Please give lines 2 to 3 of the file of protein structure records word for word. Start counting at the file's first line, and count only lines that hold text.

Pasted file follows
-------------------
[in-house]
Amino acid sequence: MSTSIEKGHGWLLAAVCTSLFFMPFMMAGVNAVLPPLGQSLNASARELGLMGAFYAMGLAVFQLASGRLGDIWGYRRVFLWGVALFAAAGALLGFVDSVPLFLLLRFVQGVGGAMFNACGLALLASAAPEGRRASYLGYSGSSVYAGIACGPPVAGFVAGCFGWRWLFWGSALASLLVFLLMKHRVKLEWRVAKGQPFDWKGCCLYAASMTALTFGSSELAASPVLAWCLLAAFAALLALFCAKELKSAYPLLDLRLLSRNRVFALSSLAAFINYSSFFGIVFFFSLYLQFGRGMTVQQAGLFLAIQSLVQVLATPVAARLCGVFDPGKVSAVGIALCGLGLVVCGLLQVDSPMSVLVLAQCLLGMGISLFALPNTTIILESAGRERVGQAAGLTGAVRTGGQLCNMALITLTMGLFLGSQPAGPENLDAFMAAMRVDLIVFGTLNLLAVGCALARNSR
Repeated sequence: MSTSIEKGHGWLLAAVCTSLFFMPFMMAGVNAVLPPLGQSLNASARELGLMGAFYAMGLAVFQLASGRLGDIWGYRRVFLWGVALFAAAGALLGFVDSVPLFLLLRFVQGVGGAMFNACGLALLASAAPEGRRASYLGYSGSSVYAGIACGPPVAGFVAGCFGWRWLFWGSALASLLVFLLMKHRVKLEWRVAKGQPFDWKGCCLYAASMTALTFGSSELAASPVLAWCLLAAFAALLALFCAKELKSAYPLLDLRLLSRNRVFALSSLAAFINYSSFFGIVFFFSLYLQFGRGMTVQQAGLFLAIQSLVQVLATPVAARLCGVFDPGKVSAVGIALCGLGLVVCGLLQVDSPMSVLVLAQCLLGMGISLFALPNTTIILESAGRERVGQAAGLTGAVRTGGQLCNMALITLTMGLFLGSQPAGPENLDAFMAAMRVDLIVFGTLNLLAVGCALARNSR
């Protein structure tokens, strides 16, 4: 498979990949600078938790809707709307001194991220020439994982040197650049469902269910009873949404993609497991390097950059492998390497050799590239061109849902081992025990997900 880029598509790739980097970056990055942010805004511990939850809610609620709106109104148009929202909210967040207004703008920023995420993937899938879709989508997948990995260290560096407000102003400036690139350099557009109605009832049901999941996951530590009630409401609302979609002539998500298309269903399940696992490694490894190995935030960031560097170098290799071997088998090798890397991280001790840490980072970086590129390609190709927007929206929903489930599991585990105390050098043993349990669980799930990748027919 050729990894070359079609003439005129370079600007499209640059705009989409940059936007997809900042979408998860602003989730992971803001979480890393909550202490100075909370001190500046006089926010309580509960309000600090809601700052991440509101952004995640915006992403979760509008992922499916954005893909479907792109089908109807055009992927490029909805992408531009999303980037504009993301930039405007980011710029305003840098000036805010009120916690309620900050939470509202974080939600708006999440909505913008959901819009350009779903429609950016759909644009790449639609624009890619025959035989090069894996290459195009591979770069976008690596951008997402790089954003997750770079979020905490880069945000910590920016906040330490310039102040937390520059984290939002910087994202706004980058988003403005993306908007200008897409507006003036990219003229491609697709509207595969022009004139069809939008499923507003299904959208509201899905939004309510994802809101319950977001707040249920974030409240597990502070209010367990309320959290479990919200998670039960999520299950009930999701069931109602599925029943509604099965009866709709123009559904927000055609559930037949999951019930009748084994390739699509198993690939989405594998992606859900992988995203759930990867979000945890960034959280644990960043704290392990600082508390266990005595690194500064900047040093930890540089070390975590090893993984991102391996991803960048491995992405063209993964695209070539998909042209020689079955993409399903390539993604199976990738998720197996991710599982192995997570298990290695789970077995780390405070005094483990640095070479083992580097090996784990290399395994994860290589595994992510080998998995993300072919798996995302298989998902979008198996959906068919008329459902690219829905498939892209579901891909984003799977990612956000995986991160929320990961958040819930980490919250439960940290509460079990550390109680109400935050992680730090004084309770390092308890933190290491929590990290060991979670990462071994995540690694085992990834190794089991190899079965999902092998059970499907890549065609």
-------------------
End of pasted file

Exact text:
Amino acid sequence: MSTSIEKGHGWLLAAVCTSLFFMPFMMAGVNAVLPPLGQSLNASARELGLMGAFYAMGLAVFQLASGRLGDIWGYRRVFLWGVALFAAAGALLGFVDSVPLFLLLRFVQGVGGAMFNACGLALLASAAPEGRRASYLGYSGSSVYAGIACGPPVAGFVAGCFGWRWLFWGSALASLLVFLLMKHRVKLEWRVAKGQPFDWKGCCLYAASMTALTFGSSELAASPVLAWCLLAAFAALLALFCAKELKSAYPLLDLRLLSRNRVFALSSLAAFINYSSFFGIVFFFSLYLQFGRGMTVQQAGLFLAIQSLVQVLATPVAARLCGVFDPGKVSAVGIALCGLGLVVCGLLQVDSPMSVLVLAQCLLGMGISLFALPNTTIILESAGRERVGQAAGLTGAVRTGGQLCNMALITLTMGLFLGSQPAGPENLDAFMAAMRVDLIVFGTLNLLAVGCALARNSR
Repeated sequence: MSTSIEKGHGWLLAAVCTSLFFMPFMMAGVNAVLPPLGQSLNASARELGLMGAFYAMGLAVFQLASGRLGDIWGYRRVFLWGVALFAAAGALLGFVDSVPLFLLLRFVQGVGGAMFNACGLALLASAAPEGRRASYLGYSGSSVYAGIACGPPVAGFVAGCFGWRWLFWGSALASLLVFLLMKHRVKLEWRVAKGQPFDWKGCCLYAASMTALTFGSSELAASPVLAWCLLAAFAALLALFCAKELKSAYPLLDLRLLSRNRVFALSSLAAFINYSSFFGIVFFFSLYLQFGRGMTVQQAGLFLAIQSLVQVLATPVAARLCGVFDPGKVSAVGIALCGLGLVVCGLLQVDSPMSVLVLAQCLLGMGISLFALPNTTIILESAGRERVGQAAGLTGAVRTGGQLCNMALITLTMGLFLGSQPAGPENLDAFMAAMRVDLIVFGTLNLLAVGCALARNSR